The US defence department posted the 11-page list on its website late on Wednesday in response to a Freedom of Information Act lawsuit by the Associated Press.
The largest number of detainees on the list came from Saudi Arabia, with 132, followed by Afghanistan with 125 and Yemen with 107. The prisoners came from 40 countries and the West Bank.
Only 10 of the detainees at the US naval base at Guantanamo Bay, Cuba, have been charged, and not one of the trials has been completed.
Most of the detainees were captured in Afghanistan, and the Pentagon accused many of complicity with al-Qaeda or the Taliban.
The Pentagon had designated the detainees as "enemy combatants", denying them the rights accorded to prisoners of war under international agreements.
Rights activists have condemned the indefinite detentions and the prisoners' lack of legal rights. UN rights investigators have called for the closure of the prison.
Starting with the arrival from Afghanistan of the first group of 20 shackled and masked detainees on January 11, 2002, the US had never until now released a comprehensive list of the names and nationalities of the Guantanamo prisoners.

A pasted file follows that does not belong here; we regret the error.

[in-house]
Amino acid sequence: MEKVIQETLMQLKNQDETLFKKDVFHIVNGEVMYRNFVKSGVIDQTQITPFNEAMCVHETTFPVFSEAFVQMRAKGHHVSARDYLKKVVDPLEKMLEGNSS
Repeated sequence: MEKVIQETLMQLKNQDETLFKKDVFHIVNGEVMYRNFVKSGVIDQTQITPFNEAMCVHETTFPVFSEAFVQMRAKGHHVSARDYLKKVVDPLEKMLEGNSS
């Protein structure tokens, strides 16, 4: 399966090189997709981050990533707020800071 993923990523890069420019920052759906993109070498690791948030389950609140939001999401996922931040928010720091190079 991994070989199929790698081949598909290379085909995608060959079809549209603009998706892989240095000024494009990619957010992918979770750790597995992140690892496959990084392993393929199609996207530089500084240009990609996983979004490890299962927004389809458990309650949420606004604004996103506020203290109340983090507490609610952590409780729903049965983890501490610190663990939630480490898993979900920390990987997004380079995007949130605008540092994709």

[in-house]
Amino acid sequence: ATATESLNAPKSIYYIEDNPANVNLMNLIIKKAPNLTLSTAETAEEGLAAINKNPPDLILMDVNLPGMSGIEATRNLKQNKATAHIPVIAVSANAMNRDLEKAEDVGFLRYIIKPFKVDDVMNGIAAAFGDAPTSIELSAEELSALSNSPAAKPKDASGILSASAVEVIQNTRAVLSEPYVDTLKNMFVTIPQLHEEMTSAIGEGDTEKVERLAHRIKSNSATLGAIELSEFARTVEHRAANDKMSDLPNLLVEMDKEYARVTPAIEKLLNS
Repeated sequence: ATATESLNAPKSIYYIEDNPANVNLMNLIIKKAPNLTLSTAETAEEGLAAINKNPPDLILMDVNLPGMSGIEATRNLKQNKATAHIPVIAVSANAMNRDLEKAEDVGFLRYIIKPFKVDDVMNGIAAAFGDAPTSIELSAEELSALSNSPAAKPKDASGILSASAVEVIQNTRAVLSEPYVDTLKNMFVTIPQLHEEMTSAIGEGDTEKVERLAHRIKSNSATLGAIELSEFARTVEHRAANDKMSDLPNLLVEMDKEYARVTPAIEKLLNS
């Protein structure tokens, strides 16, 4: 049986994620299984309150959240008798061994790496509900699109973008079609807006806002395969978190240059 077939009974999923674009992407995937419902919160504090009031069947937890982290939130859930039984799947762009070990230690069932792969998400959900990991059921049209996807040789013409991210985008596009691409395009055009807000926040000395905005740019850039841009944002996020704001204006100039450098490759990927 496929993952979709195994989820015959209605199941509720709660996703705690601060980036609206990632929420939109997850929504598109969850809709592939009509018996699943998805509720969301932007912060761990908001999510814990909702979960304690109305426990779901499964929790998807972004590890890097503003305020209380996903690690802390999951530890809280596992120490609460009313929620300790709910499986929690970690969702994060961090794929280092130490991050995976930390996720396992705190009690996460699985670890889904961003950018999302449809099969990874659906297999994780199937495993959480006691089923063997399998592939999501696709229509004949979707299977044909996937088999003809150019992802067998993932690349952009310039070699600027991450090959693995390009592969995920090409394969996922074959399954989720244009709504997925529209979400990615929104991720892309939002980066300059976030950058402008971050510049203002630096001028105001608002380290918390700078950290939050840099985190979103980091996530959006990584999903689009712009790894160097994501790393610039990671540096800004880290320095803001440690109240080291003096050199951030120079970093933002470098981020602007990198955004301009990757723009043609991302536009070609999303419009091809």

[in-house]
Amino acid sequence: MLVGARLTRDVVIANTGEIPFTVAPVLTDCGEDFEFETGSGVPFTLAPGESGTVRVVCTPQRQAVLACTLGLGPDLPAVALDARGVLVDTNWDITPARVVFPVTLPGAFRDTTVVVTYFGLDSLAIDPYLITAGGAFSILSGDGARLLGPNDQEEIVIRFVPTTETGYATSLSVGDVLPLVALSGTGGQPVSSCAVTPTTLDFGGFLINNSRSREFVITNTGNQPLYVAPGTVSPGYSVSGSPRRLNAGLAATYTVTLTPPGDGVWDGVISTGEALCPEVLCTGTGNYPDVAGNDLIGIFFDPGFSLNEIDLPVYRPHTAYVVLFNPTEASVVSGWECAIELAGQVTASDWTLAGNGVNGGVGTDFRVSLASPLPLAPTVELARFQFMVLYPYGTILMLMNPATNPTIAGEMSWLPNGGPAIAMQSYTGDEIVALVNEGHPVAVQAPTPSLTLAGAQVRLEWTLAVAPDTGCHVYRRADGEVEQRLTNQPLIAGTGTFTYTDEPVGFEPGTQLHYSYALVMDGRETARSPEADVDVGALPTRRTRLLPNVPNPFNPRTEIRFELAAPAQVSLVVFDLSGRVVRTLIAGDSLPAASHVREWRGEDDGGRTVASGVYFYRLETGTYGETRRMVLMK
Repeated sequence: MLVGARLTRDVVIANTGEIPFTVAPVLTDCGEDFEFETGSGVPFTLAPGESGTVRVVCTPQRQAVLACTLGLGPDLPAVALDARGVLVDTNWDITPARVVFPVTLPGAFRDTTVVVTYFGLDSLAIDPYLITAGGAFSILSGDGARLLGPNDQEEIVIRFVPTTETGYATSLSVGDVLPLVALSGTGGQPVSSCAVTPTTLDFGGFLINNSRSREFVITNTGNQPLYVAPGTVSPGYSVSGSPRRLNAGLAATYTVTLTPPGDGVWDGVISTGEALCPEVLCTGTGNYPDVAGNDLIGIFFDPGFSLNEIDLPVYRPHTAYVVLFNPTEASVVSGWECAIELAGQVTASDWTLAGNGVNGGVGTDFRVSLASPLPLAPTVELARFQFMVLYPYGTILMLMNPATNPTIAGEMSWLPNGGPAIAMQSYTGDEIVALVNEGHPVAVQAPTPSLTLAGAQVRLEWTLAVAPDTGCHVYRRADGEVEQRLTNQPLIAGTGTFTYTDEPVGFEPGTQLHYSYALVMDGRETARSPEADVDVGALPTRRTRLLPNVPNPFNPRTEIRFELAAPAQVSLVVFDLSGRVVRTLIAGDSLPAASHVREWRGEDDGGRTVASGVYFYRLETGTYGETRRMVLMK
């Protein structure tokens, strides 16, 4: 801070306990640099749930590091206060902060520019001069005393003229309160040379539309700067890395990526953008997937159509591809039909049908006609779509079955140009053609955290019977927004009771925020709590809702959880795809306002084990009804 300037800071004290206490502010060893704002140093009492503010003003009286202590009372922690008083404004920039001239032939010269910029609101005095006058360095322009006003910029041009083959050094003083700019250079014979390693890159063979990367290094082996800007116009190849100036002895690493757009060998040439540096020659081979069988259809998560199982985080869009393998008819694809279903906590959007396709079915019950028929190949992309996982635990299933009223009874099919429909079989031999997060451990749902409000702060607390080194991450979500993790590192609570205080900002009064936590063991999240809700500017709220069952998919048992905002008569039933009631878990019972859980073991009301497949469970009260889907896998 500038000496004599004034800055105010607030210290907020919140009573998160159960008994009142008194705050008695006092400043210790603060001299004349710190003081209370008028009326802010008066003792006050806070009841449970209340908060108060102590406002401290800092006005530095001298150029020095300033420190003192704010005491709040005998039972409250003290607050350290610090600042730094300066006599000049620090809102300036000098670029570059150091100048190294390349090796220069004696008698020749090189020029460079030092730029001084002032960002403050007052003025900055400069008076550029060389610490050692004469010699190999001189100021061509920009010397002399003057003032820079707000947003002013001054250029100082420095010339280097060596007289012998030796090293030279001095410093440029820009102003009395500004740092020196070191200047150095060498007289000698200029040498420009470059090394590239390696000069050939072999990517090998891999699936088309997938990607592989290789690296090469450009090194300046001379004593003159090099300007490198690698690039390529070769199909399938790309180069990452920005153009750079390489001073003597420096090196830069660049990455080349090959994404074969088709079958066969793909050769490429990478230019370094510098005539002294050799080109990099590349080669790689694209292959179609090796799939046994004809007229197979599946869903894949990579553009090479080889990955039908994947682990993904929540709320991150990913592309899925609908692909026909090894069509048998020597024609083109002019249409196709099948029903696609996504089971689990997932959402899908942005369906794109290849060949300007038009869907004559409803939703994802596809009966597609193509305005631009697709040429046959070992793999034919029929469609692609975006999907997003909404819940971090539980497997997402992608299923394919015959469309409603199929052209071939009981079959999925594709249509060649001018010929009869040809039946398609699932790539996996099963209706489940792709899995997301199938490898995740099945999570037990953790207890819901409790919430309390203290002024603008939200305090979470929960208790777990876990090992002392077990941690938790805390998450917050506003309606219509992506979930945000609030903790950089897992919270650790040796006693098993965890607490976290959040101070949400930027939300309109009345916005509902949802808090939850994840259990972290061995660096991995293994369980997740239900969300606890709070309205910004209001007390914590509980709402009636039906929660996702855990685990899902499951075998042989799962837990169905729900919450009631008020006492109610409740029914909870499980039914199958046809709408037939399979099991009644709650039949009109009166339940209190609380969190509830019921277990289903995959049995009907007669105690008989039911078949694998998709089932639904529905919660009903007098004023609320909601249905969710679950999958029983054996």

The Pentagon long resisted providing the information, citing security concerns such as keeping groups such as al-Qaeda in the dark about who was being imprisoned.
The US previously identified some detainees in legal documents, while the names of hundreds had been made public by their relatives or lawyers.
There are about 490 detainees
at the prison camp
On March 3, the Pentagon released more than 5,000 pages of documents relating to military hearings given to detainees at the base, which formally identified hundreds of the detainees as the result of a court order in the Freedom of Information Act lawsuit by The Associated Press.
The Pentagon on April 3 released about 2,600 pages of additional documents with more information on the military review hearings given to detainees.
While the new list provided by the Pentagon contained 558 names, there are now about 490 detainees at the Guantanamo base, the Pentagon said.
Air Force Lieutenant-Colonel Todd Vician, a Pentagon spokesman, said the list included some detainees who went through the review process but had since been transported out of the base.
"The Department of Defence determined that it is prudent to release the list and while many of the names are already a matter of public record, today's release provides the public with a single consolidated list containing this information," Vician said.